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Karl Lagerfeld: Get to Know the Man Behind the Platinum Ponytail

Portrait of Karl Lagerfeld. Photographed by Benoit Peverelli. Courtesy of Fendi

Originally printed in the September 2017 issue of Vogue Arabia.

The rock’n’roll edge, the platinum hair tied in a ponytail, the sunglasses, the black and-white silhouette. Impeccable. You don’t need to be a fashion connoisseur to have heard of Karl Lagerfeld. In fact, Lagerfeld is one of fashion’s most recognizable figures; always at the top of his game in an industry known for its short expiration dates. Lagerfeld has been making waves in the world of design for more than half a century due to his knack for being ahead of the time, and his unmatched work ethic. After moving to Paris at the age of 14, he worked with Pierre Balmain and later had a stint at Chloé. However, it is at the helm of Fendi and Chanel, fashion houses that he joined in 1965 and 1983 respectively, that he garnered international fame. Today, between the French and Italian brands, and his own Karl Lagerfeld collection, he is responsible for hundreds of bestselling products each year. We met with the Kaiser (one of his many pet names) at his studio in Paris, where he led a team of stars, from hair maestro Sam McKnight to makeup artist Peter Philips, to photograph Vogue Arabia’s first September cover. The room was silent, and Lagerfeld commanded with confidence while Bella Hadid posed in looks from Fendi’s Fall 2017 collection. Evocative of a mysterious, cinematic diva furtively walking the streets of Rome, Hadid donned luxurious furs and a net veil over her doll-like face, while red gloves and boots added to the femme fatale nature of her character. Although the result of the shoot recalls wintry days at dusk, one should not forget that Lagerfeld is, essentially, notorious for his solar personality and razor-sharp humor. His lethal quotes are compiled in books, his life is analyzed in countless documentaries, and his collections exude his eccentricities. Who can forget Chanel’s Spring 2008 quilted ankle bags inspired by Lindsay Lohan’s monitoring ankle bracelet? Or the must-have mini Karlitos, produced in Fendi-colored fur? With more than 50 years of work at Fendi, and combining impeccable taste and geniality, Lagerfeld remains the one who laughs last.

How did you start working in photography?
I started in the 1980s, when I had to make a press kit at Chanel and I was unsatisfied with the photographers proposed. I hired a camera, I called an assistant, and started by myself. In a very short time I moved on to advertising, editorials, portraits, architecture, and everything. It was a good idea. Photography is a very fun thing. I like to think of it as a fulltime hobby.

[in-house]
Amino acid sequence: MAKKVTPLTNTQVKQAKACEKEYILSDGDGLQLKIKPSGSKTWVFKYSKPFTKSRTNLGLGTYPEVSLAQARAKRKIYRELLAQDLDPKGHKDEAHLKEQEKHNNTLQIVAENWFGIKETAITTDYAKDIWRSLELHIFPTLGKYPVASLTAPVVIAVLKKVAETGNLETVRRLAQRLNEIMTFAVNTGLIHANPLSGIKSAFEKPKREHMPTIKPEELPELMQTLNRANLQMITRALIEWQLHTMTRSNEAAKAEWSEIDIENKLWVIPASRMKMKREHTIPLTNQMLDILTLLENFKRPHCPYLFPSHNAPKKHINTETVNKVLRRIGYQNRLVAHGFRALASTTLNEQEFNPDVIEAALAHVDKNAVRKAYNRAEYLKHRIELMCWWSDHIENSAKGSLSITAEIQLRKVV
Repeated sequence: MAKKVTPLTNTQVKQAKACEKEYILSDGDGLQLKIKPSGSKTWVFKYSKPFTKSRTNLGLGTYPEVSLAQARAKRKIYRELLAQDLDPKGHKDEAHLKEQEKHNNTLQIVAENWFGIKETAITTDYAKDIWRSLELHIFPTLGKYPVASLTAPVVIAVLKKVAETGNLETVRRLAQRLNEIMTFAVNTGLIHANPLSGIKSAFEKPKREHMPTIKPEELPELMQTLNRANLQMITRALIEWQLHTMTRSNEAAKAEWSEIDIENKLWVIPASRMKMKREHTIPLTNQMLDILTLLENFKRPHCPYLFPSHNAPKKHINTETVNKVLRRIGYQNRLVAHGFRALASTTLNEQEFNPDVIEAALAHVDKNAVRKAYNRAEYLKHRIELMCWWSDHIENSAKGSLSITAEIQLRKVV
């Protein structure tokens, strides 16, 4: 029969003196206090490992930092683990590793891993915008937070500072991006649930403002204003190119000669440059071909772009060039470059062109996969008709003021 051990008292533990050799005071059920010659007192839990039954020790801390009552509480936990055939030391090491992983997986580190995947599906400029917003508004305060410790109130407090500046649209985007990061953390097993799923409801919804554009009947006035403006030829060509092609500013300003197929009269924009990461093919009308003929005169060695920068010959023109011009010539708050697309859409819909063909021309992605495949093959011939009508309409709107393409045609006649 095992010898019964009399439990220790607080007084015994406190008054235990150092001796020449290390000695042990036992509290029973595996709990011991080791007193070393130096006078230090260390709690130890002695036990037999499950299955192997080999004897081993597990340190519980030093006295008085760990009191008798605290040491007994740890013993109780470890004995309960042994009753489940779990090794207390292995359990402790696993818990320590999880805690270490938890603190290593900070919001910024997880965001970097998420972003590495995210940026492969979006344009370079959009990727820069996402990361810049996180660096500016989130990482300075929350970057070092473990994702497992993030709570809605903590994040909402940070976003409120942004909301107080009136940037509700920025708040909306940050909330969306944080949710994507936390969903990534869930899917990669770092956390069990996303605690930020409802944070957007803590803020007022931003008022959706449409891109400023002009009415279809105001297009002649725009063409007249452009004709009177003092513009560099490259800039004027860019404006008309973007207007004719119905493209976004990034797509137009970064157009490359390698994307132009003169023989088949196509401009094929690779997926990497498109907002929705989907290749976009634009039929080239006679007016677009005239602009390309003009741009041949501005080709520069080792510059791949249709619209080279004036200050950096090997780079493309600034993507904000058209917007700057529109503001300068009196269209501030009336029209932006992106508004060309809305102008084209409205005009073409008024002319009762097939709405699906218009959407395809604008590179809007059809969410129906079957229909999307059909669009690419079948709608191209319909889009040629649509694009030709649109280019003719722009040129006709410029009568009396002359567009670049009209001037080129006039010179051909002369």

Do you find taking pictures very different from designing a collection?
It’s the next step. I photograph a lot of clothes that are not designed by me. Photography gives a visual impact to clothes. It all depends on how you see them and what you do with them. What you want to express can be based on millions of different reasons and can be developed in completely different ways. The mood of the girls you are photographing is also crucial.

What is one of your challenges as a fashion designer?
For me it’s easy to have ideas but less easy to find people who can realize them. Luckily, Fendi really took every pain to find the right people to do what I thought they should do.

Do you believe in brainstorming with others?
You must be able to work well alone and with others. Not having this skill would be like living by yourself in an ivory tower for the rest of time. And wouldn’t that be boring? In any case, never-ending inspiration is the most important thing in both scenarios.

Do you have an archive of your work?
I have no archives, but Fendi does. It seems I have realized more than 50,000 sketches for the house.

How is your creative process?
It is very pretentious when I say that I am that creative. I don’t just decide to be creative, but it is like breathing to me. Most of the things I do, I see them when I am sleeping. The best ideas are the quickest. No brain. The idea must be like a flash. I can draw faster than I can talk. I never follow my second instinct. I don’t believe that you can do anything if it comes in second place. There are some people who are afraid of the white page, afraid of starting a new project, but not me.